When Your Hackathon Goes Remote
When Merrill Bajana, one of our product managers and myself volunteered to take over the hosting of GumGum’s 5th annual Hackathon, it was pre-COVID-19. We began planning for an event in our Santa Monica office, but later made the call to go fully remote this year. We put a lot of thought into how to make 2020 the most successful Hackathon yet — here are some considerations and ideas for hosting a remote hackathon!
- Website, hype video, Zoom background: We launched our Hackathon website with the help of our amazing designer Sebastien Shaeffer. The site features an incredible teaser video shot by and one of our actor-cum-engineer Florian Dambrine. We also had Sebastien put together a themed Zoom background, which we used in meetings leading up to the event.
- Hackathon archive: We put together and then promoted a page that showcases each past Hackathon (teams, ideas, presentation videos, and winners) to give people an idea of how hackathons work and to hopefully inspire some new ideas.
- Posts in our Slack chats: Leading up to the sign up deadline and event, we posted in our company channels. For example, this throwback style post:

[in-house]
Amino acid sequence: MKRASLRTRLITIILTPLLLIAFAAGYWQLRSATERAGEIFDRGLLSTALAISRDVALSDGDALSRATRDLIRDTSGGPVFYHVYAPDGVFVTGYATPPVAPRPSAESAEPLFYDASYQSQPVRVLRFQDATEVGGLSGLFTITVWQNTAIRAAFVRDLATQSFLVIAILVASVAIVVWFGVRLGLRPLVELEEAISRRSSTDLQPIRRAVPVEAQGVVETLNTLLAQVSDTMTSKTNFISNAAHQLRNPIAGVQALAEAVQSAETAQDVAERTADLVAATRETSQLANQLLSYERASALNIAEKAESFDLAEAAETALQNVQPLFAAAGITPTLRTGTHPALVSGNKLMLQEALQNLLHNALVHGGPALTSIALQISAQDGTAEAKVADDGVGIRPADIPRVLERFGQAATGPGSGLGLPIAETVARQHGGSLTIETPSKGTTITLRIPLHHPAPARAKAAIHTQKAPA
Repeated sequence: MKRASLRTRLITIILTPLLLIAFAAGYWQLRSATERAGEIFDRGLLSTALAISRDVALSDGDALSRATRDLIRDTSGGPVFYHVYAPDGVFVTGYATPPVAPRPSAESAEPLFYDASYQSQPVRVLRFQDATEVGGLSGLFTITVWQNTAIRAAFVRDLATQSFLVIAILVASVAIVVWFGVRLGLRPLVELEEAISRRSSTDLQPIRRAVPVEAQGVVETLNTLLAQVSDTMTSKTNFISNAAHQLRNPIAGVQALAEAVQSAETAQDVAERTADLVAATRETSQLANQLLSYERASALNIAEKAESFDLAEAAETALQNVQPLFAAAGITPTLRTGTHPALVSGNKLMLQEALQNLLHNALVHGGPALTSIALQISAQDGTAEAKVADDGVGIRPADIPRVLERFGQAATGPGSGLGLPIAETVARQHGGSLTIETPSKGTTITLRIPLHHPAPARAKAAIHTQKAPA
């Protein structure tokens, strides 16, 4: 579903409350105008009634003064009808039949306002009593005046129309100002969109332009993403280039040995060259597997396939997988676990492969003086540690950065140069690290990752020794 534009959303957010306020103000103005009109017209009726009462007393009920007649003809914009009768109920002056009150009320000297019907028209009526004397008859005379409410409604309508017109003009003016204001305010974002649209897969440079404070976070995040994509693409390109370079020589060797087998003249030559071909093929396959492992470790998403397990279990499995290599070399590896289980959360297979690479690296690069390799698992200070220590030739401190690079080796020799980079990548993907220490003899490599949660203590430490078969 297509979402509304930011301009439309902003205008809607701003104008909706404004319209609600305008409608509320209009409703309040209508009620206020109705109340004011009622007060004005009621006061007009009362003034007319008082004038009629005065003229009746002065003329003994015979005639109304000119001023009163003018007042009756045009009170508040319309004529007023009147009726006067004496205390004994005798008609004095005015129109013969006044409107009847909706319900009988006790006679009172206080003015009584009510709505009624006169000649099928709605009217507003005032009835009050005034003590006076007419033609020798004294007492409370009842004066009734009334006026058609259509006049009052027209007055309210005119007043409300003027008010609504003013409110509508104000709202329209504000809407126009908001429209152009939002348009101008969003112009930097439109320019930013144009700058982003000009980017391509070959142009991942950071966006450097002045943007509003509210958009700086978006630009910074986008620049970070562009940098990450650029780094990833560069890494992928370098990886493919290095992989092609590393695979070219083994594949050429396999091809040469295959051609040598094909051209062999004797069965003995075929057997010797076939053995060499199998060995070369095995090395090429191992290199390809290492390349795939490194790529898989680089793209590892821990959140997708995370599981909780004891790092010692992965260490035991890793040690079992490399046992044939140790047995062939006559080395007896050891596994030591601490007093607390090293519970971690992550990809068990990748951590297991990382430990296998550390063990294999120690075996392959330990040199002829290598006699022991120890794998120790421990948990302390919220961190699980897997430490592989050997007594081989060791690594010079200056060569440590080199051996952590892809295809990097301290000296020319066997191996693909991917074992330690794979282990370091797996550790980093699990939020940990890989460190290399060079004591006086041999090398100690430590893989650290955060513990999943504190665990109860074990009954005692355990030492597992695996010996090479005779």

Other posts we did: reminders, key dates, post a photo from past Hackathons, and post pic a pic of you with swag.
- Exec support: We had the execs of every department encourage participation within their teams, and mentioned the Hackathon several times on our weekly company call.
- Guest judge: This is the first year we had a guest judge to give some input from a new perspective. Thank you to our board member, Lisa Licht for participating!
Sign up and forming teams
- Reducing sign up friction: Previous hackathons required participants to sign up as teams. We found this increases sign up friction, as people need to come up with an idea and find a team before the deadline. We do need deadlines because we need to plan for, budget, and order swag, but this just requires a participant count. So we separated the sign up to be individual team sign up, followed by team sign up. This took the pressure off forming a team, and people just needed to indicate they were interested in participating.
- Addressing level of commitment: Understandably, people are always concerned that they won’t be able to participate because of their day to day work. We proactively reached out to managers to ask them to cancel meetings during this time, and asked them to support anyone who wants to participate, as the Hackathon always brings a lot of value to the business. We also reiterated to everyone that participating doesn’t need to take the full 2 days — you can contribute in many ways!